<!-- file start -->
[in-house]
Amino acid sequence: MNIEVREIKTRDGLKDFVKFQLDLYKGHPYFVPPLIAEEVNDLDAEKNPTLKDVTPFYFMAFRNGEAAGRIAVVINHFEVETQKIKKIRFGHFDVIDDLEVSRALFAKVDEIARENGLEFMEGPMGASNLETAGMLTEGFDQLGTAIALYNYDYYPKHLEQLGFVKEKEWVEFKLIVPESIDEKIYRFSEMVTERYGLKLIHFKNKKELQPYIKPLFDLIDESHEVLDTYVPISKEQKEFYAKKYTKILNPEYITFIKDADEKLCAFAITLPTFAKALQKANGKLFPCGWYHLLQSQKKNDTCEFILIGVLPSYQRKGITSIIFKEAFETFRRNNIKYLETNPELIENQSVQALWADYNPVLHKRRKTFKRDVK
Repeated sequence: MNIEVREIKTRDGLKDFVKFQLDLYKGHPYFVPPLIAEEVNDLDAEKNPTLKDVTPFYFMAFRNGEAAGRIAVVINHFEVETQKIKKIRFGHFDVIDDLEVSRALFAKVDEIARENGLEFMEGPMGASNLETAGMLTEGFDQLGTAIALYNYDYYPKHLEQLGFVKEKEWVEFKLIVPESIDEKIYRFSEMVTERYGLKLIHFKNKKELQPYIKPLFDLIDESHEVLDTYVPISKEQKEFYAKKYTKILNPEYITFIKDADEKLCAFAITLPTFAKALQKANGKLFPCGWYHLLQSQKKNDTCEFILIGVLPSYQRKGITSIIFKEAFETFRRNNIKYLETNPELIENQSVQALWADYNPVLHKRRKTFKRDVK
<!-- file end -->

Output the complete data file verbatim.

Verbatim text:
[in-house]
Amino acid sequence: MNIEVREIKTRDGLKDFVKFQLDLYKGHPYFVPPLIAEEVNDLDAEKNPTLKDVTPFYFMAFRNGEAAGRIAVVINHFEVETQKIKKIRFGHFDVIDDLEVSRALFAKVDEIARENGLEFMEGPMGASNLETAGMLTEGFDQLGTAIALYNYDYYPKHLEQLGFVKEKEWVEFKLIVPESIDEKIYRFSEMVTERYGLKLIHFKNKKELQPYIKPLFDLIDESHEVLDTYVPISKEQKEFYAKKYTKILNPEYITFIKDADEKLCAFAITLPTFAKALQKANGKLFPCGWYHLLQSQKKNDTCEFILIGVLPSYQRKGITSIIFKEAFETFRRNNIKYLETNPELIENQSVQALWADYNPVLHKRRKTFKRDVK
Repeated sequence: MNIEVREIKTRDGLKDFVKFQLDLYKGHPYFVPPLIAEEVNDLDAEKNPTLKDVTPFYFMAFRNGEAAGRIAVVINHFEVETQKIKKIRFGHFDVIDDLEVSRALFAKVDEIARENGLEFMEGPMGASNLETAGMLTEGFDQLGTAIALYNYDYYPKHLEQLGFVKEKEWVEFKLIVPESIDEKIYRFSEMVTERYGLKLIHFKNKKELQPYIKPLFDLIDESHEVLDTYVPISKEQKEFYAKKYTKILNPEYITFIKDADEKLCAFAITLPTFAKALQKANGKLFPCGWYHLLQSQKKNDTCEFILIGVLPSYQRKGITSIIFKEAFETFRRNNIKYLETNPELIENQSVQALWADYNPVLHKRRKTFKRDVK